Glaucoma. Research shows that people with moderate or high myopia have a 50% higher risk of developing glaucoma. Although glaucoma is second to cataracts as the leading cause of vision loss in the United States and Canada, glaucoma is far more problematic since the vision loss is irreversible.
Cataract. The rate of cataract surgery in people with high myopia is 17% higher than in patients with moderate myopia.
Retinal Detachment. People with high myopia run a five to six times higher risk of retinal detachment than people with low myopia.
Myopic Macular Degeneration. When myopia is extremely high, it can cause the retina to stretch, leading tears to form in the macula and bleeding to occur in the areas beneath the retina. Studies show that there is a very high risk for myopic macular degeneration with high myopia, which can result in irreversible vision loss and even blindness.
Atropine Eye Drops
One of the methods of reducing the progression of myopia is the use of eye drops. Atropine drops are the same drops used by optometrists or ophthalmologists to dilate your eyes.
Myopia management through ultra low doses of atropine has been shown to reduce myopia progression with fewer side effects like light sensitivity. Plus, they have a lower risk of rebound prescription change compared to a higher percentage of atropine.
Atropine is great for younger children and can be used in conjunction with orthokeratology or multifocal contact lenses when necessary.
Overnight Orthokeratology or Ortho-K Lenses
One of the most effective methods of reducing the progression of Myopia in children is through Orthokeratology. Ortho K contacts are special contact lenses that are designed specifically for your child's eyes, and are worn only at night time. Besides for the major benefit of reducing myopia progression, Ortho K contacts keep your children contact lens and glasses free during the day.
Although contact lenses for myopia management have the benefit of increasing self esteem, Ortho-K has the greatest impact in building confidence, improving peripheral vision, and reducing the chances of sports-related injuries.
Daytime Soft Contact Lenses
Soft daily multifocal contact lenses are the newest trend in controlling the progression of myopia in children. New products specifically created for myopic children and teens are being released by some of the larger contact lens manufacturers.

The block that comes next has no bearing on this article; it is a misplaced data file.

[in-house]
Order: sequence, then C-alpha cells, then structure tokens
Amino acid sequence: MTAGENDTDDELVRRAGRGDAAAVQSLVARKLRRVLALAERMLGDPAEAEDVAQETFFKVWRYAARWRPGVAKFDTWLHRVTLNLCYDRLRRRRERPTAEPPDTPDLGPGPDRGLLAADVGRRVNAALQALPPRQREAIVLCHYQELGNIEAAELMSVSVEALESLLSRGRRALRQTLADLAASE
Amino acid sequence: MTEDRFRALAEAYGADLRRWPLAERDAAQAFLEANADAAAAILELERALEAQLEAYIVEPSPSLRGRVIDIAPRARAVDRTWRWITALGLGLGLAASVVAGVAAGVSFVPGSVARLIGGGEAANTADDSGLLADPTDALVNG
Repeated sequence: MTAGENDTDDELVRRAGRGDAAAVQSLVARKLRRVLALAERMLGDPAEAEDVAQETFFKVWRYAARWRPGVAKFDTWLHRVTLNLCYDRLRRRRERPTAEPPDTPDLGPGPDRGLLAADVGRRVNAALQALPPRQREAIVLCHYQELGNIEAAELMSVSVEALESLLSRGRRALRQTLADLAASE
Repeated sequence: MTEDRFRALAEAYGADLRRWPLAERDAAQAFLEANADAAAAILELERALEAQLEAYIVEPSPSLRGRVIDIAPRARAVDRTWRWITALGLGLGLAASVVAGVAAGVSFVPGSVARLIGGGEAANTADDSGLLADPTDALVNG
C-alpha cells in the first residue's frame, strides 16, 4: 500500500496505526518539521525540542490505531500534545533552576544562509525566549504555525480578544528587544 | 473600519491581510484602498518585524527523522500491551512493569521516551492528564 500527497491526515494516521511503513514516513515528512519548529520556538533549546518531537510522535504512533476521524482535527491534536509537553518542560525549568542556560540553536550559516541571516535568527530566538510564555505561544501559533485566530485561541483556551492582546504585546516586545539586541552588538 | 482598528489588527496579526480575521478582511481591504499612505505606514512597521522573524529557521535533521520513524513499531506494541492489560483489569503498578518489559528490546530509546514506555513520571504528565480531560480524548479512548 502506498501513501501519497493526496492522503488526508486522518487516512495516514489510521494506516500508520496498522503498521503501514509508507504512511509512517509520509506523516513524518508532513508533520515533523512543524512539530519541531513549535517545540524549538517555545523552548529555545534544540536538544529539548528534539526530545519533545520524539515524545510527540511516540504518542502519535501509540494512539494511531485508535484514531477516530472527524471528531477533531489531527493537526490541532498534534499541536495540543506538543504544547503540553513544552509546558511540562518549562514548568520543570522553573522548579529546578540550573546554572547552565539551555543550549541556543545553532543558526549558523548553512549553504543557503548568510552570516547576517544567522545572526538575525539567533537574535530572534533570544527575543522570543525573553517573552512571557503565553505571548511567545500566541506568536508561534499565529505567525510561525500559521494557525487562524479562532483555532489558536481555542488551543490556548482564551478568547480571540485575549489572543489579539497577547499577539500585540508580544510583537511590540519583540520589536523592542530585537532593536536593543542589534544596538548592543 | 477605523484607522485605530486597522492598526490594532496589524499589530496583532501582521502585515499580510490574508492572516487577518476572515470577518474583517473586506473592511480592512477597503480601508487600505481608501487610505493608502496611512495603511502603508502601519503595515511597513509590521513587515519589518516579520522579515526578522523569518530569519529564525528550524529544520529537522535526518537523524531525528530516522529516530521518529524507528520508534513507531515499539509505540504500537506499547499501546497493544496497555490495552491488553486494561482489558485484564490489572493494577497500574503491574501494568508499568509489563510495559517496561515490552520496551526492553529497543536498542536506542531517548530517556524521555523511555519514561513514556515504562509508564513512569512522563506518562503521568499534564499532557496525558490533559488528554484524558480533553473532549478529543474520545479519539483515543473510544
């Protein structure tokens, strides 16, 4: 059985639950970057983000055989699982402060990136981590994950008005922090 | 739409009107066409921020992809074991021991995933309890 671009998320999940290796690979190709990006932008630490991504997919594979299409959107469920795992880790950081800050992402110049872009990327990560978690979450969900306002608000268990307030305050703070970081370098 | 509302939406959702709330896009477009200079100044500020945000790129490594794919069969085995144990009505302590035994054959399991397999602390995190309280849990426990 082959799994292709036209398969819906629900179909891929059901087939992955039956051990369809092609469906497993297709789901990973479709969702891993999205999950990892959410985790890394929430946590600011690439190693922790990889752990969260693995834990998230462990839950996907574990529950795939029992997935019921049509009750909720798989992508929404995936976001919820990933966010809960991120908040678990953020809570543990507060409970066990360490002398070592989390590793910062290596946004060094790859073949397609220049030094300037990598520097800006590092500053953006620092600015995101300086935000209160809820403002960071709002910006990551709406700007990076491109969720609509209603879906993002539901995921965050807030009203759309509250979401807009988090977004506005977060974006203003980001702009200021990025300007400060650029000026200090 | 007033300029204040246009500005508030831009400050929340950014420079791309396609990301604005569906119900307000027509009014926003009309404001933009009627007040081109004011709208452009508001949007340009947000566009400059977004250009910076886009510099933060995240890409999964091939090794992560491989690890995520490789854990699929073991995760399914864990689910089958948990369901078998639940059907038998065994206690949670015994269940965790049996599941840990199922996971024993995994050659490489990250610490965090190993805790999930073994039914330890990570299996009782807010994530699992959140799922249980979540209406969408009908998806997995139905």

With both past and ongoing research showing the effectiveness of myopia management, parents are being encouraged to allow their children to wear contact lenses. Children as young as 8 years old found contact lenses to be easy to use and overwhelmingly preferred contacts over glasses.
I’ve always had a great experience with Hartsdale Family Eyecare. Dr. Schwartz really cares about slowing down my myopia and she is up-to-date on the latest research relating to myopia. In the past few years, my prescription has stayed relatively the same due to Dr. Schwartz’s use of multifocal contact lenses.
Why Choose Hartsdale Family Eyecare?
Dr. Arlene Schwartz specializes in myopia management methods to help each of her younger patients manage their myopia or nearsightedness to retain a healthy level of vision. Myopia is an underestimated disease that is estimated to affect nearly half the population in 20 years!
Due to spending excessive amounts of time indoors and overusing our near vision, children become nearsighted earlier and earlier, resulting in high myopia in later years. High myopia, even just -4, greatly increases the risk of eye diseases like macular degeneration or glaucoma. Myopia management utilizes scientifically backed techniques to ensure a child’s vision stays at a normal level for a healthier future.